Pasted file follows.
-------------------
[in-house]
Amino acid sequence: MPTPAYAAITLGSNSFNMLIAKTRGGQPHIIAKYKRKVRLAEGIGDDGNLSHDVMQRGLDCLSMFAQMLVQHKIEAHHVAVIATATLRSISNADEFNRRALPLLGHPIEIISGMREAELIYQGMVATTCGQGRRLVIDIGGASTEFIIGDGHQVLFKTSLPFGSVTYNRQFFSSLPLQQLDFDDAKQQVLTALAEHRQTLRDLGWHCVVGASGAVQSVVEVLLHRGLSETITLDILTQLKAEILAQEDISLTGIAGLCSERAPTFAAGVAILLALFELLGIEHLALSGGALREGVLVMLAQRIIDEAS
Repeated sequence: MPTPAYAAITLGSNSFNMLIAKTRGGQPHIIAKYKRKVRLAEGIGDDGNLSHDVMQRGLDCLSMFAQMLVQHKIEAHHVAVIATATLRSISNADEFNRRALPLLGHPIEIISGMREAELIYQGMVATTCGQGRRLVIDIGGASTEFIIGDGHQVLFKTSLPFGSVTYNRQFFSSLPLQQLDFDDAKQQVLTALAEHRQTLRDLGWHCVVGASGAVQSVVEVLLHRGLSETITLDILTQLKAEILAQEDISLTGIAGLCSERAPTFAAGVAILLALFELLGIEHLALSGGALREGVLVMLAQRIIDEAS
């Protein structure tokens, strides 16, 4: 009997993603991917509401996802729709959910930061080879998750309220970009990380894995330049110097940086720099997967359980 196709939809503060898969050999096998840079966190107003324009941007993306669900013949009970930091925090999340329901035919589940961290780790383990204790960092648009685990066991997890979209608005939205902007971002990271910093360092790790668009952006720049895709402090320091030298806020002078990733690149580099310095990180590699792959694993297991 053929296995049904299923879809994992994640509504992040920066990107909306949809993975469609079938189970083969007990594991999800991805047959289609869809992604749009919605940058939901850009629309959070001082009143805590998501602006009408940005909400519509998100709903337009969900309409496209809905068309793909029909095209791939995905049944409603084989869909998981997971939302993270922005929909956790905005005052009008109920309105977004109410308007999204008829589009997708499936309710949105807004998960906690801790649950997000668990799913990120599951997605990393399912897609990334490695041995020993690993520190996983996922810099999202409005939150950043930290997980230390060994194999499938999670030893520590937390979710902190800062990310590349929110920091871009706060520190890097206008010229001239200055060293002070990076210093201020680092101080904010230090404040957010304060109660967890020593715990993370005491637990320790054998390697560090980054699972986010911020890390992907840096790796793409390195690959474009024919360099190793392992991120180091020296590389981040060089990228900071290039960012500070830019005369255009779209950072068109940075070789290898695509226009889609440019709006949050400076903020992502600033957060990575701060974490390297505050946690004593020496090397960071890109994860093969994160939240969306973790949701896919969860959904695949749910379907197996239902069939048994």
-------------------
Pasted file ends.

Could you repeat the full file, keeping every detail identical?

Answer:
[in-house]
Amino acid sequence: MPTPAYAAITLGSNSFNMLIAKTRGGQPHIIAKYKRKVRLAEGIGDDGNLSHDVMQRGLDCLSMFAQMLVQHKIEAHHVAVIATATLRSISNADEFNRRALPLLGHPIEIISGMREAELIYQGMVATTCGQGRRLVIDIGGASTEFIIGDGHQVLFKTSLPFGSVTYNRQFFSSLPLQQLDFDDAKQQVLTALAEHRQTLRDLGWHCVVGASGAVQSVVEVLLHRGLSETITLDILTQLKAEILAQEDISLTGIAGLCSERAPTFAAGVAILLALFELLGIEHLALSGGALREGVLVMLAQRIIDEAS
Repeated sequence: MPTPAYAAITLGSNSFNMLIAKTRGGQPHIIAKYKRKVRLAEGIGDDGNLSHDVMQRGLDCLSMFAQMLVQHKIEAHHVAVIATATLRSISNADEFNRRALPLLGHPIEIISGMREAELIYQGMVATTCGQGRRLVIDIGGASTEFIIGDGHQVLFKTSLPFGSVTYNRQFFSSLPLQQLDFDDAKQQVLTALAEHRQTLRDLGWHCVVGASGAVQSVVEVLLHRGLSETITLDILTQLKAEILAQEDISLTGIAGLCSERAPTFAAGVAILLALFELLGIEHLALSGGALREGVLVMLAQRIIDEAS
């Protein structure tokens, strides 16, 4: 009997993603991917509401996802729709959910930061080879998750309220970009990380894995330049110097940086720099997967359980 196709939809503060898969050999096998840079966190107003324009941007993306669900013949009970930091925090999340329901035919589940961290780790383990204790960092648009685990066991997890979209608005939205902007971002990271910093360092790790668009952006720049895709402090320091030298806020002078990733690149580099310095990180590699792959694993297991 053929296995049904299923879809994992994640509504992040920066990107909306949809993975469609079938189970083969007990594991999800991805047959289609869809992604749009919605940058939901850009629309959070001082009143805590998501602006009408940005909400519509998100709903337009969900309409496209809905068309793909029909095209791939995905049944409603084989869909998981997971939302993270922005929909956790905005005052009008109920309105977004109410308007999204008829589009997708499936309710949105807004998960906690801790649950997000668990799913990120599951997605990393399912897609990334490695041995020993690993520190996983996922810099999202409005939150950043930290997980230390060994194999499938999670030893520590937390979710902190800062990310590349929110920091871009706060520190890097206008010229001239200055060293002070990076210093201020680092101080904010230090404040957010304060109660967890020593715990993370005491637990320790054998390697560090980054699972986010911020890390992907840096790796793409390195690959474009024919360099190793392992991120180091020296590389981040060089990228900071290039960012500070830019005369255009779209950072068109940075070789290898695509226009889609440019709006949050400076903020992502600033957060990575701060974490390297505050946690004593020496090397960071890109994860093969994160939240969306973790949701896919969860959904695949749910379907197996239902069939048994």